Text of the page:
PRO Skydiving

Parachute Jump

Training for the Great parachute Jump

Are you sick and tired of living a boring life? You might be thinking that you are only person who is home on Friday and Saturday nights but it doesn't have to be that way forever. In fact, physical activities are becoming more popular for those who are looking for a change, and that is why many are attempting to try their first parachute jump.

Why parachute Jump?

Those who have tried a parachute jump did so because they weren't ready to do something as advanced as a freefall skydive. Falling out of the sky from an airplane doesn't always have that charming and relaxing effect on people. While many get an adrenaline rush from doing it, it has its challenges for those who are new to taking a walk on the wild side. Floating to the ground with the help of a parachute can be a lot of fun, and those who want to learn how to use a parachute usually do a tandem skydive before moving onto the next level. A parachute provides a sail like effect to help you land, and creates a shield for the wind to carry you since you wouldn't be able to float in the air on your own like that. A parachute jump is a much safer option, and learning how to use it before jumping alone is always best. There are also individuals who choose to jump from high structures as opposed to jumping from planes, but are they really all that different? Learning the techniques ahead of time from the proper instructor will save you a lot of time and fear when finally doing your jump on your own.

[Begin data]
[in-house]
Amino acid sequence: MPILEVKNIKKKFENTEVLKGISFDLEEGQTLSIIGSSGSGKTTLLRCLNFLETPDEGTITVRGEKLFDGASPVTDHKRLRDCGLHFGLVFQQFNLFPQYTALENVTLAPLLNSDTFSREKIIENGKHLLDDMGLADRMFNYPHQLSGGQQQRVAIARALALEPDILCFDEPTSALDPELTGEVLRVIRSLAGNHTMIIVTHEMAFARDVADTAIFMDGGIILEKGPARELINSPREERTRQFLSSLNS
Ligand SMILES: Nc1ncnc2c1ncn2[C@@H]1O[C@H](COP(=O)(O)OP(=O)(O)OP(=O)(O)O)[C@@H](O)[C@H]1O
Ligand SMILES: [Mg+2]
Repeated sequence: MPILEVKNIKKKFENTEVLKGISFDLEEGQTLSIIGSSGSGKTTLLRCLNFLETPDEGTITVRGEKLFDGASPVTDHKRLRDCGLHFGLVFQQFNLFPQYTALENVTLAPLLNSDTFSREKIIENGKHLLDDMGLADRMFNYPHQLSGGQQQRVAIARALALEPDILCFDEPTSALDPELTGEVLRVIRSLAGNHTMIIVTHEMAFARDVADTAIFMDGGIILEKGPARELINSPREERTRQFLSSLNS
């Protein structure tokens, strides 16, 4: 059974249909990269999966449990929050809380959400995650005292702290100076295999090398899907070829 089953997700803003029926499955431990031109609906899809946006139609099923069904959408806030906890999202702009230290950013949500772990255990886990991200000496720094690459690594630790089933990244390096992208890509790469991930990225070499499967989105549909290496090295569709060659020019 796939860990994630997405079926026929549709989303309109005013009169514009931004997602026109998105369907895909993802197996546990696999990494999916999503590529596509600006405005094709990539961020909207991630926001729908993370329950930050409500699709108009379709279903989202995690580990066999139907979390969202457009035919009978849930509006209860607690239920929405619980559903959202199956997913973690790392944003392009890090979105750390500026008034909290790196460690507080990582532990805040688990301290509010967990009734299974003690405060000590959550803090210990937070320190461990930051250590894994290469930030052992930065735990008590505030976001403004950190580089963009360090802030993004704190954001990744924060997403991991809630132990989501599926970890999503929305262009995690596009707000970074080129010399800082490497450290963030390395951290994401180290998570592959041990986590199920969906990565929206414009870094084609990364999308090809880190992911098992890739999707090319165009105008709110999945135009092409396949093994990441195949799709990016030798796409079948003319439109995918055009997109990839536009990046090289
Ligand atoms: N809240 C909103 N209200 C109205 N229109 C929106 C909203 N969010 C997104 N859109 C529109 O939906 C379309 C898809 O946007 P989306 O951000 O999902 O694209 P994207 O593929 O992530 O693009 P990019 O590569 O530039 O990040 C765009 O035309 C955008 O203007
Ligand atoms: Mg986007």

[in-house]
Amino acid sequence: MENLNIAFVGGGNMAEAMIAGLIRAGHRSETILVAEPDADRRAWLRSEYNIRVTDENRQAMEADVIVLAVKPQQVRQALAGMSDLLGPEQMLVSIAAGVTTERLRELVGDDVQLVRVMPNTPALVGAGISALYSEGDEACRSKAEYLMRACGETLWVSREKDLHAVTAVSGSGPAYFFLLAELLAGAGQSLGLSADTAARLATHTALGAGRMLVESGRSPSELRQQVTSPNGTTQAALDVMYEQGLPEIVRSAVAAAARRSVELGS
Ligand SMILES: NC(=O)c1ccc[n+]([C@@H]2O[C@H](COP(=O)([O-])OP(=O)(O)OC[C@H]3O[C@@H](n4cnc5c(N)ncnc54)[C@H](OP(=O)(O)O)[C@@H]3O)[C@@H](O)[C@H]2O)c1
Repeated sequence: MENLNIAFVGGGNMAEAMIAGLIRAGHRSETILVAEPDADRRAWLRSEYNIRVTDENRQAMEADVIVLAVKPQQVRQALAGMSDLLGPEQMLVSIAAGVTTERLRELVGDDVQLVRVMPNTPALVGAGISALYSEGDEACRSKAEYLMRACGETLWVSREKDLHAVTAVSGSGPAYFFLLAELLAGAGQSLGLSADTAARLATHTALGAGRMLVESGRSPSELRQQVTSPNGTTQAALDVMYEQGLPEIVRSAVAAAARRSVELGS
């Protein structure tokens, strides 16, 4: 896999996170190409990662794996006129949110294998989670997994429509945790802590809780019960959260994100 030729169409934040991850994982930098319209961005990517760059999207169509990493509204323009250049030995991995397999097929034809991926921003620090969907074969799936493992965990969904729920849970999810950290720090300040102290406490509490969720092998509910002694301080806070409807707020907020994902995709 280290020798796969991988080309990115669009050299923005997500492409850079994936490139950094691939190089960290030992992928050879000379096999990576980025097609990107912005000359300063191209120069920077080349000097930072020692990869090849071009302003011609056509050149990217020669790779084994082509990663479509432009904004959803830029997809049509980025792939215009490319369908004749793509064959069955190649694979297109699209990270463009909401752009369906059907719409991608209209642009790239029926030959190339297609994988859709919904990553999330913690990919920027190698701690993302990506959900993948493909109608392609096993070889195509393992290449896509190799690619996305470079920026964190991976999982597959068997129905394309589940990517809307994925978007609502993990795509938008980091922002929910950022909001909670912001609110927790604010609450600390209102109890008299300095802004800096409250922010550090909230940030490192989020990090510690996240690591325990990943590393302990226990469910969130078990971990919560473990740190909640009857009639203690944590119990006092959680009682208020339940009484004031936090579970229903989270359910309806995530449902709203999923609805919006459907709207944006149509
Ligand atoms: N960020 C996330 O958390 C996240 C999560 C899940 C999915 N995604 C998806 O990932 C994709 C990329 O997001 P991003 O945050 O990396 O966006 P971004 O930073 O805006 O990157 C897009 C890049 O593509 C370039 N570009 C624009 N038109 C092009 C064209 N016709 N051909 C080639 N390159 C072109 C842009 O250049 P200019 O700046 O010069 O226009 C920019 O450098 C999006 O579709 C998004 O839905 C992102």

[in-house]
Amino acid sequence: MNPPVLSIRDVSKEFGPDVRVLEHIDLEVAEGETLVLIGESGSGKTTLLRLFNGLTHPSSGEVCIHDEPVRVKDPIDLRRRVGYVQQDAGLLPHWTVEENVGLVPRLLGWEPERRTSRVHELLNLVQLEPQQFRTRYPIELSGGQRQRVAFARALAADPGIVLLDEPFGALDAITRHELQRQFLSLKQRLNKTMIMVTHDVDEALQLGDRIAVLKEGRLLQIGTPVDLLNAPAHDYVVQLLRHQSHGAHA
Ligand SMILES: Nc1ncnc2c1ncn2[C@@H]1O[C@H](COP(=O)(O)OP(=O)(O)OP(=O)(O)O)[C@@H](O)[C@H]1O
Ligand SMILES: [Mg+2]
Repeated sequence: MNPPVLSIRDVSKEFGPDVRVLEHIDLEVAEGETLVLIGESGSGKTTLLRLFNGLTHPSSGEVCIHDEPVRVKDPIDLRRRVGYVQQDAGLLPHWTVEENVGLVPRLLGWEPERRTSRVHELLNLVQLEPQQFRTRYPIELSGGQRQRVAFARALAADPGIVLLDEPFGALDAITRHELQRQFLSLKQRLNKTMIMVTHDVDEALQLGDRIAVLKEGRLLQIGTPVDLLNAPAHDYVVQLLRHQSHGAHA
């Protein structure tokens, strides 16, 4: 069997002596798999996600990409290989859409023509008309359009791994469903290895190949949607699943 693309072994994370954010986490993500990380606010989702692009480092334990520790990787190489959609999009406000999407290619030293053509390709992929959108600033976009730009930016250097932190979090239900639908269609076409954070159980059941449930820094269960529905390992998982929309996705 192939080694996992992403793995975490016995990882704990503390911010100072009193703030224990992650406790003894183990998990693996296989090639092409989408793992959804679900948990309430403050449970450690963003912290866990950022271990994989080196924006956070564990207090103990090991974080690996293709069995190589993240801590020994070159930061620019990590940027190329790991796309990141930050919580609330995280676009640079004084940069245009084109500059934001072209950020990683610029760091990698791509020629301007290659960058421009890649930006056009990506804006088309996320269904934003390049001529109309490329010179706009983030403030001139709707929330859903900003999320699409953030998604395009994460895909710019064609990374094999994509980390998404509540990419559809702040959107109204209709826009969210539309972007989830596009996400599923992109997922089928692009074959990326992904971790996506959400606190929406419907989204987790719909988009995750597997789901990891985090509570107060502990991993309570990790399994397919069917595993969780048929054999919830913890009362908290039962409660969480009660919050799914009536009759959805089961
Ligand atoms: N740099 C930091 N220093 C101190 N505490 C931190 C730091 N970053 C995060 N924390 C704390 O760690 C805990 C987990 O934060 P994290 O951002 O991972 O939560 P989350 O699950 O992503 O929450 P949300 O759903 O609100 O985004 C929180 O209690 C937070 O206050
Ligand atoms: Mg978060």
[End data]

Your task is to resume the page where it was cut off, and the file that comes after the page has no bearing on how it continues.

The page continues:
Where Does a parachute Jump Take Place and What Do I Use?


A parachute jump usually takes place at least 1,000 feet in the air. Becoming familiar with the harness and how it's connected is all helpful when learning how to parachute jump, along with learning how to activate the parachute to deploy. The proper deployment and care of the parachute are all important so that the parachute can be used multiple times. A drogue parachute is the most common type of parachute used for those who are just starting out. This parachute is often used in conjunction with the larger main parachute, and is used as the reserve. The larger parachute is heavier and was designed to hold more weight up in the air because it is used for those learning and doing tandem jumps.

Tandem jumps are a lot of weight for a standard parachute since it involves a student and the instructor, so the drogue comes in hand as a just in case. In conclusion, the parachute jump is just as much fun as any other jump, but should be carefully approached with proper training and equipment. Those who are just starting out are better off trying it with a tandem jump, and with the use of a drogue parachute in case a reserve is needed. Always be prepared because you can't just fall into skydiving!